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From Afghanistan to Music Row: Parris Island DI entertains city


Staff Sgt. Jake Bublitz

When he would go on a mission in Afghanistan, he’d tuck the picture inside his body armor, and fold up the card and carry it in his backpack.

The card, a February 2011 Valentine that Amanda Bublitz sent to her husband, Jake, was more like a poster. Big. “Obnoxious,” he might say, with a head-shake and a sly smile. Peppered with Polaroids marking their time together.

The picture he tucked inside his Kevlar was of her, on their August 2010 wedding day — she had a white lily in her hair.

When the mission was over, he would take off his gear and unpack the card and the picture, and he would arrange the memories nearby, wherever he tried to find rest.

Sometimes he played his guitar, a black Ibanez with a cutaway near the sound hole. Sometimes he riffed, finding chord progressions he liked and jotting them down. Sometimes he wrote songs.

Years later, as a staff sergeant and drill instructor assigned to  Corps Recruit Depot Parris Island — in the summer of 2017, as a finalist in a national music competition for veterans — a man in the Nashville music industry would look at the sticker-festooned, beat-up carrying case that held the guitar and ask where it had traveled.

“And I told him, ‘Sir, it’s probably easier to tell you where it hasn’t,'” Bublitz said Friday, recalling the moment, his voice hoarse from barking commands at recruits and directing them around the drill field.

His tall, muscled frame filled an office chair inside a drill instructor hut in 2nd Recruit Training Battalion’s Echo Company barracks. He wore brown work boots, jeans and a gray T-shirt. Moments earlier, the 30-year-old, Beaver Dam, Wis., native had taken off the red-and-white University of Wisconsin cap he might wear when he plays Lowcountry gigs as “JP Guhns,” his singer-songwriter persona.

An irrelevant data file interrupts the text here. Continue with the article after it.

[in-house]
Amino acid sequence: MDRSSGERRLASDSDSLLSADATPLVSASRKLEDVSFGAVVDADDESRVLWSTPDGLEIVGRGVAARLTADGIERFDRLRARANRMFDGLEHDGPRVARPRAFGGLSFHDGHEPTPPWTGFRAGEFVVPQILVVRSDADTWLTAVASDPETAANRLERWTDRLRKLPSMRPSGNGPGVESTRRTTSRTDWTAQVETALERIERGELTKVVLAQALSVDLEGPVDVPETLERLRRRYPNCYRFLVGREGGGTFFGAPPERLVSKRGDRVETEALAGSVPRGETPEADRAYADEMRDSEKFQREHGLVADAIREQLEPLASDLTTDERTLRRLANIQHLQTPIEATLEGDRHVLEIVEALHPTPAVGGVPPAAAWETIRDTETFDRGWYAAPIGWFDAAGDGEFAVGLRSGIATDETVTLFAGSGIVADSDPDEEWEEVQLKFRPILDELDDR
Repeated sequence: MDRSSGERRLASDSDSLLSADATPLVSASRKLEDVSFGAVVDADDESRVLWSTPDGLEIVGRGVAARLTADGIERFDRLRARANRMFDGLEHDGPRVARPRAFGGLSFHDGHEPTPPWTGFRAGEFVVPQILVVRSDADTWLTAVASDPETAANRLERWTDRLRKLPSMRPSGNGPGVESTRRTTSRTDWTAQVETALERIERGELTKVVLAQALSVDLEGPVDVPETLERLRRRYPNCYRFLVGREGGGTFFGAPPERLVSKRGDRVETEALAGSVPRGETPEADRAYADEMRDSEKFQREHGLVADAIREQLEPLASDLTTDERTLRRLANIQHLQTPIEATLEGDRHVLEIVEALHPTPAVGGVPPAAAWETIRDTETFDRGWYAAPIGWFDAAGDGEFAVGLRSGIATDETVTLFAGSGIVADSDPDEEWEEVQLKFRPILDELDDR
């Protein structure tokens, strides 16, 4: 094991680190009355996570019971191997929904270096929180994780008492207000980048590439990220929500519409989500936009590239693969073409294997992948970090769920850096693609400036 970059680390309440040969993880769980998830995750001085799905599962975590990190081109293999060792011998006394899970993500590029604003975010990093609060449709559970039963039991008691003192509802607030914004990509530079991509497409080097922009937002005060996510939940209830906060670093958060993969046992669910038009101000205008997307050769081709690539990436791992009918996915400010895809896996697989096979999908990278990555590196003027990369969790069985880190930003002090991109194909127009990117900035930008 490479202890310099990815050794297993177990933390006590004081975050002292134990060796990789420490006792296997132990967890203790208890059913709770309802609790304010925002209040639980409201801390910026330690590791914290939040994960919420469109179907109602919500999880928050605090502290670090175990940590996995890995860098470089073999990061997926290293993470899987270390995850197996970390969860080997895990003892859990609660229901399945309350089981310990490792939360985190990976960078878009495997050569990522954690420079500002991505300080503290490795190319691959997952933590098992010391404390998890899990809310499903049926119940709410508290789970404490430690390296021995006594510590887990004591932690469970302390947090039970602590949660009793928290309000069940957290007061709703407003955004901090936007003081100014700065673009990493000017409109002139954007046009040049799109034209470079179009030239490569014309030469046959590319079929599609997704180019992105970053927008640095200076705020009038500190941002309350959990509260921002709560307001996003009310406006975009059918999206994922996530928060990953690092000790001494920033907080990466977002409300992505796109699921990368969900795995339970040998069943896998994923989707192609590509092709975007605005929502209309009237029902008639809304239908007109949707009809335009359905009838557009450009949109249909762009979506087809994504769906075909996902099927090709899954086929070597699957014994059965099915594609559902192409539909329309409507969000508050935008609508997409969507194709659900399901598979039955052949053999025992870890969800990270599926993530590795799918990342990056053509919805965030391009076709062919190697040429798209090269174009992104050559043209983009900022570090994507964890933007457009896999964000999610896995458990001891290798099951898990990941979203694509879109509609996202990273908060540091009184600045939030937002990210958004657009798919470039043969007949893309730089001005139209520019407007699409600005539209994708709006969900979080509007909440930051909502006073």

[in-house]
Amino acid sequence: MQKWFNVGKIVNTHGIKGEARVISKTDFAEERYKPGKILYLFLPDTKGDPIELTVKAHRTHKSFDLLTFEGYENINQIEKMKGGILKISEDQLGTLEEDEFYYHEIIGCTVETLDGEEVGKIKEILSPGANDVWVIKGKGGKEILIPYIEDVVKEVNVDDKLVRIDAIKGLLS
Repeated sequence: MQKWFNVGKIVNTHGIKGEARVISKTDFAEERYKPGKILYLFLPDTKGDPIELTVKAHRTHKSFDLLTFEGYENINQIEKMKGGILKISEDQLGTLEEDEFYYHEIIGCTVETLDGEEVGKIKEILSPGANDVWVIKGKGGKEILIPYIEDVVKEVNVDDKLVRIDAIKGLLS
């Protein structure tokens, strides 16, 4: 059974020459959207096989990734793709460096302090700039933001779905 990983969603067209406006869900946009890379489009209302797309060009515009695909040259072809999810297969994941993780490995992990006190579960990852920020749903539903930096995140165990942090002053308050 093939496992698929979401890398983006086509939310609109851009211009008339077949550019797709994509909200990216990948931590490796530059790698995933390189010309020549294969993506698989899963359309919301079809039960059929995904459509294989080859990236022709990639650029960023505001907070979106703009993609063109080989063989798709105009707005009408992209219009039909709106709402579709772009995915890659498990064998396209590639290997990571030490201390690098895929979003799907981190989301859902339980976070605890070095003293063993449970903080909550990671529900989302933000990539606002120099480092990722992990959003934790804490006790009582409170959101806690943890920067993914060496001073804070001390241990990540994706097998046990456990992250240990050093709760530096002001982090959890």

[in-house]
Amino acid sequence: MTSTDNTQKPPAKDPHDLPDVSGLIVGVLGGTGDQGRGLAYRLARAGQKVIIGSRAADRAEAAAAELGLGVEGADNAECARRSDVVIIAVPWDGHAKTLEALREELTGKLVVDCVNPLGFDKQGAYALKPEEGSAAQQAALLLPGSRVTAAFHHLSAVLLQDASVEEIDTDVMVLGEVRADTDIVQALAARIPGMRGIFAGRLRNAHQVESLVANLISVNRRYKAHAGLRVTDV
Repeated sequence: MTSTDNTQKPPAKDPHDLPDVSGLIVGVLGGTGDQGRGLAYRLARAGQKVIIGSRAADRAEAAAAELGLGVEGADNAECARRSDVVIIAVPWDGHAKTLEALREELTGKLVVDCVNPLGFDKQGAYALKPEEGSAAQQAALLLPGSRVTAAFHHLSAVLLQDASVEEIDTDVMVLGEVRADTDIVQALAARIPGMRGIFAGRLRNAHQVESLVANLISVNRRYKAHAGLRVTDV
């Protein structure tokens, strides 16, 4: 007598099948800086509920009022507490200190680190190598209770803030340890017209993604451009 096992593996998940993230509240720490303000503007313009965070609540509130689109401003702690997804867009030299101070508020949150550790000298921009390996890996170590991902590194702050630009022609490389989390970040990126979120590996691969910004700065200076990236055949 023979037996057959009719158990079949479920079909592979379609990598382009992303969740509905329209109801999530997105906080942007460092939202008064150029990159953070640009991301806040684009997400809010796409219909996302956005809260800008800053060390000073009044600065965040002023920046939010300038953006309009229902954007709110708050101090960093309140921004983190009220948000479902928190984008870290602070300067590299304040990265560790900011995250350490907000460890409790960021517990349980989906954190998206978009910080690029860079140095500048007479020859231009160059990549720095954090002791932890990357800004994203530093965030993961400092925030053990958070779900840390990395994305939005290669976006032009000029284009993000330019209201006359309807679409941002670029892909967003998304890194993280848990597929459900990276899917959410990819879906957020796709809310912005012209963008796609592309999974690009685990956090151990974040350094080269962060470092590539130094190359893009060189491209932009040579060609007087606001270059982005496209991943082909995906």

“JP:” a nickname he’s had since childhood.

“Guns:” originally “Young Guns,” his call-sign during that first deployment to Afghanistan, one he’d earned as an eager, motivated .

He mashed them together and added the “h” — and found that singing and songwriting with his pen name allowed him to tap into something deeper, a different place.

He wanted to be somewhere else in 2011 when he looked at the pictures of his wife. He thought about how, with his eyes open, he saw the reality that was Afghanistan. And thought about how he could close his eyes and take his mind to another place — how he could be with Amanda.

He strummed his guitar.

And started writing a song.

Someone who, this summer, heard one of Bublitz’s songs on the radio described his sound as “(Bruce) Springsteen-esque country.”

“Because I’m a storyteller,” Bublitz said. “I kind of talk about the economy. When I go home, it’s hard for me to go home. The  Corps has afforded me the family and the brotherhood, and a great (career) — I just had to leave my family every now and then and do my job. But when I go (to Wisconsin), I got guys that are losing jobs, you know, that are still trying to take care of their families.”

His songs have blue-collar roots. They’re not complaint anthems — rather, they document people’s experiences. And, for the most part, they’re not — on the surface, at least — about life in the military.